Do you know the scandal that changed America? Take our Watergate quiz.

Watergate roiled American politics like no scandal before or since. It resulted in President Richard Nixon losing in disgrace the office he had coveted all his life. Some of the highest ranking members of the Nixon administration went to jail as a result of the Watergate break-in, including Attorney General John Mitchell and Chief of Staff H.R. Haldeman. In the end 48 US officials and associates were convicted of Watergate-related crimes.

Think you know all about this fascinating piece of history? Try our quiz and see.

1. The Watergate burglars were discovered in Democratic National Committee headquarters on June 17, 1972, due to a mistake in criminal tradecraft. What was it?

Richard Nixon says goodbye to members of his staff as he boards a helicopter outside the White House on Aug. 9, 1974, after being forced out of the presidency by the Watergate scandal.

They talked too loud while riffling through DNC offices.

They left a bit of tape on the door latch to hold it open.

One used a DNC phone to call home and say he’d be late.

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Dear Reader,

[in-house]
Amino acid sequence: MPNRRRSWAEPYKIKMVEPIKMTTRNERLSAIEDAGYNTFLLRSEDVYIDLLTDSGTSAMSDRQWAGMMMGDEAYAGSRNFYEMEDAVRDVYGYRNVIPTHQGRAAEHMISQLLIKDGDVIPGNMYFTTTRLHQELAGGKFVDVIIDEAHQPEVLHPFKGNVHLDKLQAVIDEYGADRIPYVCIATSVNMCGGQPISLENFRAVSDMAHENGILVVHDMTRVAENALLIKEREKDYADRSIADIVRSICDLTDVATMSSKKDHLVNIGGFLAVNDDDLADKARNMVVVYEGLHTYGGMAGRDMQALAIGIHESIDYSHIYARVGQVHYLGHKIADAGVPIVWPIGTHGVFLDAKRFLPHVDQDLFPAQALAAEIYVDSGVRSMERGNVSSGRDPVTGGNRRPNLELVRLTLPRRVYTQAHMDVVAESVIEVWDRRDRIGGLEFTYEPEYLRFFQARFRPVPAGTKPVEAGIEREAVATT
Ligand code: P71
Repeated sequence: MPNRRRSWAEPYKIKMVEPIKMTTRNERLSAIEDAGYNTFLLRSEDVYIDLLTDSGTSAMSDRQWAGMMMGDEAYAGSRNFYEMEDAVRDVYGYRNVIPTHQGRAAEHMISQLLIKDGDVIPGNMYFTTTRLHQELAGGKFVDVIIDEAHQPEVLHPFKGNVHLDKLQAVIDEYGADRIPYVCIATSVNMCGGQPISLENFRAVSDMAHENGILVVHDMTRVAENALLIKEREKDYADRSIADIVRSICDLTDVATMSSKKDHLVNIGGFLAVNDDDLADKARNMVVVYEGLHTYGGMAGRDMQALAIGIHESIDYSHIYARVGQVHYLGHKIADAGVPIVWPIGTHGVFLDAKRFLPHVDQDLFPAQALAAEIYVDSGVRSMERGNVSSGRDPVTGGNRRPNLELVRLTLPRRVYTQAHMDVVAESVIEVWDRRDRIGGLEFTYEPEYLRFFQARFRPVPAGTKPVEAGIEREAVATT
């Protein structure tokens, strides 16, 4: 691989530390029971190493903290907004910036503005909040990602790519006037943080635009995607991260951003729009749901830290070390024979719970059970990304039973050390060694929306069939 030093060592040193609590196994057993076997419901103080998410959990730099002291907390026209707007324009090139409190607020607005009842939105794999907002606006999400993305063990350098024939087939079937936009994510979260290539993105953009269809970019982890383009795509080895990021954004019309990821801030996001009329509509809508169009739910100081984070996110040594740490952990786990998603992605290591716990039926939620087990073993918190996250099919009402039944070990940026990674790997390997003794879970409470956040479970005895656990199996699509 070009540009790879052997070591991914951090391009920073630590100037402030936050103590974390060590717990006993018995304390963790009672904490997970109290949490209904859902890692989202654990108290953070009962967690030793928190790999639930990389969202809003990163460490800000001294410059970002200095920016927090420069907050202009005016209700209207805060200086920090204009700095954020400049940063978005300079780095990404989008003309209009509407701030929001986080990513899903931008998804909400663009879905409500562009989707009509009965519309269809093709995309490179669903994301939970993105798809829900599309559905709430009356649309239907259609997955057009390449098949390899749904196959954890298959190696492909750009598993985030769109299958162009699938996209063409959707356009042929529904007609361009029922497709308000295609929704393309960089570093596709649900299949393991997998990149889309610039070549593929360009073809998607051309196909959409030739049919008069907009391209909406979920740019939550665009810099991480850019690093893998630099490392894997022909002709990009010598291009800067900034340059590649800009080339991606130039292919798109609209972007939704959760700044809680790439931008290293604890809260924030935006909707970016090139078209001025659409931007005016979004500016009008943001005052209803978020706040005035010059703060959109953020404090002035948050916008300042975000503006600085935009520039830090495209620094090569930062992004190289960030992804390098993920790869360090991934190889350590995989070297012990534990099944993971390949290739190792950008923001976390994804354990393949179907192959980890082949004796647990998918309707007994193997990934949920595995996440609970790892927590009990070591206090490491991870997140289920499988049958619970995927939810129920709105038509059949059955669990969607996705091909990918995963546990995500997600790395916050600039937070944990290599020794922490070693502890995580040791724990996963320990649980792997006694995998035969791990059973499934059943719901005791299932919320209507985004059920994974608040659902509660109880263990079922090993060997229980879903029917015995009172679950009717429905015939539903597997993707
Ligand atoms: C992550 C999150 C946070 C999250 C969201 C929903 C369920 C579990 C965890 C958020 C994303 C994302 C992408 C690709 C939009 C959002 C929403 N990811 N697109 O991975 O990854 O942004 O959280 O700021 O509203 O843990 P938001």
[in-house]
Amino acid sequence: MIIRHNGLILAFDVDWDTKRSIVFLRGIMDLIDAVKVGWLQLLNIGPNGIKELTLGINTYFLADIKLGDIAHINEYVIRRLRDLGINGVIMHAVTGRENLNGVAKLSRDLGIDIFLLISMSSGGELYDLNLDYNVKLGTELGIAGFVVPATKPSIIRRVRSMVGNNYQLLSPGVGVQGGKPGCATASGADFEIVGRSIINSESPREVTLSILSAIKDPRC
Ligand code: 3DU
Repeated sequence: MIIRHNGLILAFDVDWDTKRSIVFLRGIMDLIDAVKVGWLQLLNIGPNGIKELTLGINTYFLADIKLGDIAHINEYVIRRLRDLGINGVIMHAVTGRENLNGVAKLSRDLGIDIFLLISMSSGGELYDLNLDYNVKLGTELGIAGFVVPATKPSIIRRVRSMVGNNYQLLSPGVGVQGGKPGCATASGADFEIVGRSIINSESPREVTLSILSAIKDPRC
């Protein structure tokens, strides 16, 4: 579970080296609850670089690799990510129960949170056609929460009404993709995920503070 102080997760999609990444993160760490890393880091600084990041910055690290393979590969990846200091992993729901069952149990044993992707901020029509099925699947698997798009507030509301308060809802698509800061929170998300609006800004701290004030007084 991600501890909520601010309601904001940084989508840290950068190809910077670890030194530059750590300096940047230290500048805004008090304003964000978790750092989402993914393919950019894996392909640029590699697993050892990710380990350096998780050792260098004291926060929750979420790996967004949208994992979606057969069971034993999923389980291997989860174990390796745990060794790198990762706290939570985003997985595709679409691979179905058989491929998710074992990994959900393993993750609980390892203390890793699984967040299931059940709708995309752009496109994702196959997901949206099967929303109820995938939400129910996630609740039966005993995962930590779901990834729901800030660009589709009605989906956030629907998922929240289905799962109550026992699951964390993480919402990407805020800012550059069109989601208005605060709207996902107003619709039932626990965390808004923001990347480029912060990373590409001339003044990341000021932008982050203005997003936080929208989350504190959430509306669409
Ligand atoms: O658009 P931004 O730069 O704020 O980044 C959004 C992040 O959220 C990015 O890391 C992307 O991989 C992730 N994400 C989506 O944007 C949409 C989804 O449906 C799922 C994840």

About a year ago, I happened upon this statement about the Monitor in the Harvard Business Review – under the charming heading of “do things that don’t interest you”:

“Many things that end up” being meaningful, writes social scientist Joseph Grenny, “have come from conference workshops, articles, or online videos that began as a chore and ended with an insight. My work in Kenya, for example, was heavily influenced by a Christian Science Monitor article I had forced myself to read 10 years earlier. Sometimes, we call things ‘boring’ simply because they lie outside the box we are currently in.”

If you were to come up with a punchline to a joke about the Monitor, that would probably be it. We’re seen as being global, fair, insightful, and perhaps a bit too earnest. We’re the bran muffin of journalism.

But you know what? We change lives. And I’m going to argue that we change lives precisely because we force open that too-small box that most human beings think they live in.

The Monitor is a peculiar little publication that’s hard for the world to figure out. We’re run by a church, but we’re not only for church members and we’re not about converting people. We’re known as being fair even as the world becomes as polarized as at any time since the newspaper’s founding in 1908.

We have a mission beyond circulation, we want to bridge divides. We’re about kicking down the door of thought everywhere and saying, “You are bigger and more capable than you realize. And we can prove it.”

If you’re looking for bran muffin journalism, you can subscribe to the Monitor for $15. You’ll get the Monitor Weekly magazine, the Monitor Daily email, and unlimited access to

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